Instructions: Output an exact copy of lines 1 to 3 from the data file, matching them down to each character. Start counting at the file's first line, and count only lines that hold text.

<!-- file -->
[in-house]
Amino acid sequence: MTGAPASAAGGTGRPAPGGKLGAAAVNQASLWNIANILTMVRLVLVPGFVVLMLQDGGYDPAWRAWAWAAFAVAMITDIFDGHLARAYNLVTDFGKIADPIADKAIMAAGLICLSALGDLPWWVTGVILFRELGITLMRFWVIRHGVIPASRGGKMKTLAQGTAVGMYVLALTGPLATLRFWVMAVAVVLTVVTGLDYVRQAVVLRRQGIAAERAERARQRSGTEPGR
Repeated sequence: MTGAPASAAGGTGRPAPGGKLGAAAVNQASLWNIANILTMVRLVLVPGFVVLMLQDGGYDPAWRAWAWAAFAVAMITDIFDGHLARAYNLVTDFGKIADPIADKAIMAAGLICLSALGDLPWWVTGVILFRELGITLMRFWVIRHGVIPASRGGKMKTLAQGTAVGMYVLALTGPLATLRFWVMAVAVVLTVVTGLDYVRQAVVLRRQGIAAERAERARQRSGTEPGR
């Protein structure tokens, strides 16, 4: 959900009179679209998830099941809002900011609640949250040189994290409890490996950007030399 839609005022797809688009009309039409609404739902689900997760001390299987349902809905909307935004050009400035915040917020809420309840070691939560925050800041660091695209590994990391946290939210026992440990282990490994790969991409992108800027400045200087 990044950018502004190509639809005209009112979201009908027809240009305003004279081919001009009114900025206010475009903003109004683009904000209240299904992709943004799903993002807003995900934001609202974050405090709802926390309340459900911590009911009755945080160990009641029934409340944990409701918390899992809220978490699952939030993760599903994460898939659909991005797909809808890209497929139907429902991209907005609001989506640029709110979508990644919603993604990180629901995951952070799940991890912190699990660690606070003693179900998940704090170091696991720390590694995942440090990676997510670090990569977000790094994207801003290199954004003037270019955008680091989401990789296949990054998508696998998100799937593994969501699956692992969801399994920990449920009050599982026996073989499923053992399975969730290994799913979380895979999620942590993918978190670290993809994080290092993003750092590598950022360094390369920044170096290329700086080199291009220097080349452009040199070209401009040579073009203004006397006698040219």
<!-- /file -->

[in-house]
Amino acid sequence: MTGAPASAAGGTGRPAPGGKLGAAAVNQASLWNIANILTMVRLVLVPGFVVLMLQDGGYDPAWRAWAWAAFAVAMITDIFDGHLARAYNLVTDFGKIADPIADKAIMAAGLICLSALGDLPWWVTGVILFRELGITLMRFWVIRHGVIPASRGGKMKTLAQGTAVGMYVLALTGPLATLRFWVMAVAVVLTVVTGLDYVRQAVVLRRQGIAAERAERARQRSGTEPGR
Repeated sequence: MTGAPASAAGGTGRPAPGGKLGAAAVNQASLWNIANILTMVRLVLVPGFVVLMLQDGGYDPAWRAWAWAAFAVAMITDIFDGHLARAYNLVTDFGKIADPIADKAIMAAGLICLSALGDLPWWVTGVILFRELGITLMRFWVIRHGVIPASRGGKMKTLAQGTAVGMYVLALTGPLATLRFWVMAVAVVLTVVTGLDYVRQAVVLRRQGIAAERAERARQRSGTEPGR